Issue #14: Final Playtesting

 

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On Monday, we went to the Elizabeth Forward School District and tested our game with 15 testers, ages 6-7. This test was to see if the new user interface changes had made a difference in our game’s usability. Across the board we noticed significant improvement of usability compared to our playtest last week at Sesame Workshop. Kids were able to watch the tutorial and play the game with little to no hesitation. As they played the game, they noticed they were progressing through the adventure and were excited when they reached a new stage, depicted by the background and foreground elements changing. The reading level of these testers was strong, they were able to read almost all of the text prompts on screen. However, their reading comprehension skills are definitely not ready for the high-level language that we are using. There are a few areas that we will need to polish, such as making the feedback on the rocks and where a child can place much more clear and apparent; we noticed that sometimes the child did not notice where they could place the rock or which rocks they could remove.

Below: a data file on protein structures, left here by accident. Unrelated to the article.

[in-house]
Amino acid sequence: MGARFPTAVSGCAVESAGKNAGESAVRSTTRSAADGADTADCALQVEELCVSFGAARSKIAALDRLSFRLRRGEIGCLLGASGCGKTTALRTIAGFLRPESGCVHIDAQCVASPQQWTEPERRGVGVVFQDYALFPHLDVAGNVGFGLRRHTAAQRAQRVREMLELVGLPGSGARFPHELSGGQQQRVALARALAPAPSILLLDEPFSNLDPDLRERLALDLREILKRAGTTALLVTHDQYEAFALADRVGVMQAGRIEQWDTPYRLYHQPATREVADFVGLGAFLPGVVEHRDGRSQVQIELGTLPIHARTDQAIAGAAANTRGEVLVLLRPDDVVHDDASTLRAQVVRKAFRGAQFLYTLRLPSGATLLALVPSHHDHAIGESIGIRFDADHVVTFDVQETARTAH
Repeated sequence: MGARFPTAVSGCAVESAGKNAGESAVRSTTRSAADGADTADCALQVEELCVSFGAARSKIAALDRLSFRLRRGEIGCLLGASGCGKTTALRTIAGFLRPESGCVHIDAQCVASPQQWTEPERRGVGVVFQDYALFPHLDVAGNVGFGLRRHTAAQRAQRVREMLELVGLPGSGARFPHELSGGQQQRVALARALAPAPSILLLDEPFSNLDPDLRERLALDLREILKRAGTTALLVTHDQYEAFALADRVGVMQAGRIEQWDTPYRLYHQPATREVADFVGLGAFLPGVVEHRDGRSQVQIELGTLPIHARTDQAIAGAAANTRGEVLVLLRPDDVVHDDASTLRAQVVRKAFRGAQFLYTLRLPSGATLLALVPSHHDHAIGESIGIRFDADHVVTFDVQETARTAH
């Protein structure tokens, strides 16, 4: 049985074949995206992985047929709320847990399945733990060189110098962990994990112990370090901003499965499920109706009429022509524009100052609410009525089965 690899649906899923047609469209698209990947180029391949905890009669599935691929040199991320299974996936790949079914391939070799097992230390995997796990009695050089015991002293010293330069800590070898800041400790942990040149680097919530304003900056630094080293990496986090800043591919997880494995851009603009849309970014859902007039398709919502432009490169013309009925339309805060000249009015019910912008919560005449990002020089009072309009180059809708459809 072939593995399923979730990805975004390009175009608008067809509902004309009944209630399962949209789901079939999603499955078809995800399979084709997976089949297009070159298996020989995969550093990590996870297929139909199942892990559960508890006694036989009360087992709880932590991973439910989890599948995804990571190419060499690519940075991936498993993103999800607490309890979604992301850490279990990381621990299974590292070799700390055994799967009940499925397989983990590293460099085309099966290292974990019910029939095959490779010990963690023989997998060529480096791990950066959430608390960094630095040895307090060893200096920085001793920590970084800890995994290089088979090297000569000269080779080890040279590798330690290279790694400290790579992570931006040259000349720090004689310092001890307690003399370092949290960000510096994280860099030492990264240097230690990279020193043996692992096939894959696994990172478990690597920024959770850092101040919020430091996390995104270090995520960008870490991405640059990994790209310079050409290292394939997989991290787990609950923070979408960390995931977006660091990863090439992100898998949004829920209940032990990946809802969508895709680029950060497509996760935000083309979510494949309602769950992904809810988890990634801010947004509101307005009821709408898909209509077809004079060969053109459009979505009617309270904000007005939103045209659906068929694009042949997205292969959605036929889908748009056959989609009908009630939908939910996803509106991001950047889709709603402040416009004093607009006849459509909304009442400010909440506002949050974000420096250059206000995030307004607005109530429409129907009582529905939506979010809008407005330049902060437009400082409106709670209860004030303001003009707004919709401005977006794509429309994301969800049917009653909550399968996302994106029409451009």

In the brief 15 minute window we played with, we noticed that the kids were breezing through, with little to no failure. This requires more analysis, both in terms of game design and learning retention. While the kids may completely understand how to balance in our game, they may not be able to transfer it over to real-world situations. It also may be that the levels are too simple, and follow Siegler’s rules too closely, creating an easy playthrough. We will be returning to the EFSD tomorrow, Dec. 7th, for our final playtest to test with second graders and see how they feel about our game as well as to see whether or not the language works with this older set of our demographic.

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